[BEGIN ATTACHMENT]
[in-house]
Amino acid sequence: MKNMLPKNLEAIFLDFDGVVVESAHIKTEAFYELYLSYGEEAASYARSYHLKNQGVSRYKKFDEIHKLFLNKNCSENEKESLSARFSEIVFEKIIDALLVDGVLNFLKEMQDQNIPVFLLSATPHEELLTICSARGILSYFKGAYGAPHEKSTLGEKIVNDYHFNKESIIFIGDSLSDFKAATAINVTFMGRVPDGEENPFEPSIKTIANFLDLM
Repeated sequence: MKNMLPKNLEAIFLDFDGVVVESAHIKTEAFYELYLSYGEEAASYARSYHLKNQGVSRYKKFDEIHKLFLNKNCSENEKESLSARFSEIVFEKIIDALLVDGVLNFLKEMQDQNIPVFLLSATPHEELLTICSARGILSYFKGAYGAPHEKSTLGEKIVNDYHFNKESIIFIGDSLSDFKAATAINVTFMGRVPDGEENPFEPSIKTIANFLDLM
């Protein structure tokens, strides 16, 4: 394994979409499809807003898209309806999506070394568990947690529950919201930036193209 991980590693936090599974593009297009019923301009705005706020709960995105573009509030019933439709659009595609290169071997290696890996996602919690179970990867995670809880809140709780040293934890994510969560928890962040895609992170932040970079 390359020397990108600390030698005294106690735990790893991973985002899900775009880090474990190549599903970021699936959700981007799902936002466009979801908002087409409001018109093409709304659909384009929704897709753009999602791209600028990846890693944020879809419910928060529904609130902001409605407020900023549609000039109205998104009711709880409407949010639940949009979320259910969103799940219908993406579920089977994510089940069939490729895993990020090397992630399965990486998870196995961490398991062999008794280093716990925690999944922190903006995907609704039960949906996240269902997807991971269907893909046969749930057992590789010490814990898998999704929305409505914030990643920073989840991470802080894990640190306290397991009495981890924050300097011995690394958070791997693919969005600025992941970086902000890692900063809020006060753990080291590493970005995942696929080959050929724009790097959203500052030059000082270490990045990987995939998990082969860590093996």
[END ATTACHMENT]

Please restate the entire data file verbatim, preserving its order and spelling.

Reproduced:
[in-house]
Amino acid sequence: MKNMLPKNLEAIFLDFDGVVVESAHIKTEAFYELYLSYGEEAASYARSYHLKNQGVSRYKKFDEIHKLFLNKNCSENEKESLSARFSEIVFEKIIDALLVDGVLNFLKEMQDQNIPVFLLSATPHEELLTICSARGILSYFKGAYGAPHEKSTLGEKIVNDYHFNKESIIFIGDSLSDFKAATAINVTFMGRVPDGEENPFEPSIKTIANFLDLM
Repeated sequence: MKNMLPKNLEAIFLDFDGVVVESAHIKTEAFYELYLSYGEEAASYARSYHLKNQGVSRYKKFDEIHKLFLNKNCSENEKESLSARFSEIVFEKIIDALLVDGVLNFLKEMQDQNIPVFLLSATPHEELLTICSARGILSYFKGAYGAPHEKSTLGEKIVNDYHFNKESIIFIGDSLSDFKAATAINVTFMGRVPDGEENPFEPSIKTIANFLDLM
């Protein structure tokens, strides 16, 4: 394994979409499809807003898209309806999506070394568990947690529950919201930036193209 991980590693936090599974593009297009019923301009705005706020709960995105573009509030019933439709659009595609290169071997290696890996996602919690179970990867995670809880809140709780040293934890994510969560928890962040895609992170932040970079 390359020397990108600390030698005294106690735990790893991973985002899900775009880090474990190549599903970021699936959700981007799902936002466009979801908002087409409001018109093409709304659909384009929704897709753009999602791209600028990846890693944020879809419910928060529904609130902001409605407020900023549609000039109205998104009711709880409407949010639940949009979320259910969103799940219908993406579920089977994510089940069939490729895993990020090397992630399965990486998870196995961490398991062999008794280093716990925690999944922190903006995907609704039960949906996240269902997807991971269907893909046969749930057992590789010490814990898998999704929305409505914030990643920073989840991470802080894990640190306290397991009495981890924050300097011995690394958070791997693919969005600025992941970086902000890692900063809020006060753990080291590493970005995942696929080959050929724009790097959203500052030059000082270490990045990987995939998990082969860590093996």